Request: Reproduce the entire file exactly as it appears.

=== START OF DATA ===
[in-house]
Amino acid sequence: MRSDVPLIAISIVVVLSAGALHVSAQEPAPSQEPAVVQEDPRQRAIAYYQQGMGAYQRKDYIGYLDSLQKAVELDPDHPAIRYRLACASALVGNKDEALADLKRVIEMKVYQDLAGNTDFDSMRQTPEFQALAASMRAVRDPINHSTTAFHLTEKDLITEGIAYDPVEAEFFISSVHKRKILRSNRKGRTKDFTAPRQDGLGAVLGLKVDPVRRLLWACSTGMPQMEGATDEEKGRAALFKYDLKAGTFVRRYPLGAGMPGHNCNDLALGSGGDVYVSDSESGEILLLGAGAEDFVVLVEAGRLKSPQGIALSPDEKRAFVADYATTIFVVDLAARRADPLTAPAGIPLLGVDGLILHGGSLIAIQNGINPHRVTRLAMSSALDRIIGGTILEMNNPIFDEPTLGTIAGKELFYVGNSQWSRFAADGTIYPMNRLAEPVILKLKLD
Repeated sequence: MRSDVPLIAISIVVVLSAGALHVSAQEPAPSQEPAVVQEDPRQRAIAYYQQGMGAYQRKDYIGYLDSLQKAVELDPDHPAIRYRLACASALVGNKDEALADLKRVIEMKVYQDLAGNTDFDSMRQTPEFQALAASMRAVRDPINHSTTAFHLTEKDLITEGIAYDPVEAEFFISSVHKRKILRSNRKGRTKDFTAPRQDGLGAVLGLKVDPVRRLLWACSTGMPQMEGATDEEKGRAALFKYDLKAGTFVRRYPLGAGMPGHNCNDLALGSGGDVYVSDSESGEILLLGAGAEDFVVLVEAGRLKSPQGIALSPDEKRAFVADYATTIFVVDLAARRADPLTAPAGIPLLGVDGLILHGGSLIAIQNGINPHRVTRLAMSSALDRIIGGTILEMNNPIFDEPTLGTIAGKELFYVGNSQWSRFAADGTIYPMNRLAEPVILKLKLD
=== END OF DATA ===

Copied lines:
[in-house]
Amino acid sequence: MRSDVPLIAISIVVVLSAGALHVSAQEPAPSQEPAVVQEDPRQRAIAYYQQGMGAYQRKDYIGYLDSLQKAVELDPDHPAIRYRLACASALVGNKDEALADLKRVIEMKVYQDLAGNTDFDSMRQTPEFQALAASMRAVRDPINHSTTAFHLTEKDLITEGIAYDPVEAEFFISSVHKRKILRSNRKGRTKDFTAPRQDGLGAVLGLKVDPVRRLLWACSTGMPQMEGATDEEKGRAALFKYDLKAGTFVRRYPLGAGMPGHNCNDLALGSGGDVYVSDSESGEILLLGAGAEDFVVLVEAGRLKSPQGIALSPDEKRAFVADYATTIFVVDLAARRADPLTAPAGIPLLGVDGLILHGGSLIAIQNGINPHRVTRLAMSSALDRIIGGTILEMNNPIFDEPTLGTIAGKELFYVGNSQWSRFAADGTIYPMNRLAEPVILKLKLD
Repeated sequence: MRSDVPLIAISIVVVLSAGALHVSAQEPAPSQEPAVVQEDPRQRAIAYYQQGMGAYQRKDYIGYLDSLQKAVELDPDHPAIRYRLACASALVGNKDEALADLKRVIEMKVYQDLAGNTDFDSMRQTPEFQALAASMRAVRDPINHSTTAFHLTEKDLITEGIAYDPVEAEFFISSVHKRKILRSNRKGRTKDFTAPRQDGLGAVLGLKVDPVRRLLWACSTGMPQMEGATDEEKGRAALFKYDLKAGTFVRRYPLGAGMPGHNCNDLALGSGGDVYVSDSESGEILLLGAGAEDFVVLVEAGRLKSPQGIALSPDEKRAFVADYATTIFVVDLAARRADPLTAPAGIPLLGVDGLILHGGSLIAIQNGINPHRVTRLAMSSALDRIIGGTILEMNNPIFDEPTLGTIAGKELFYVGNSQWSRFAADGTIYPMNRLAEPVILKLKLD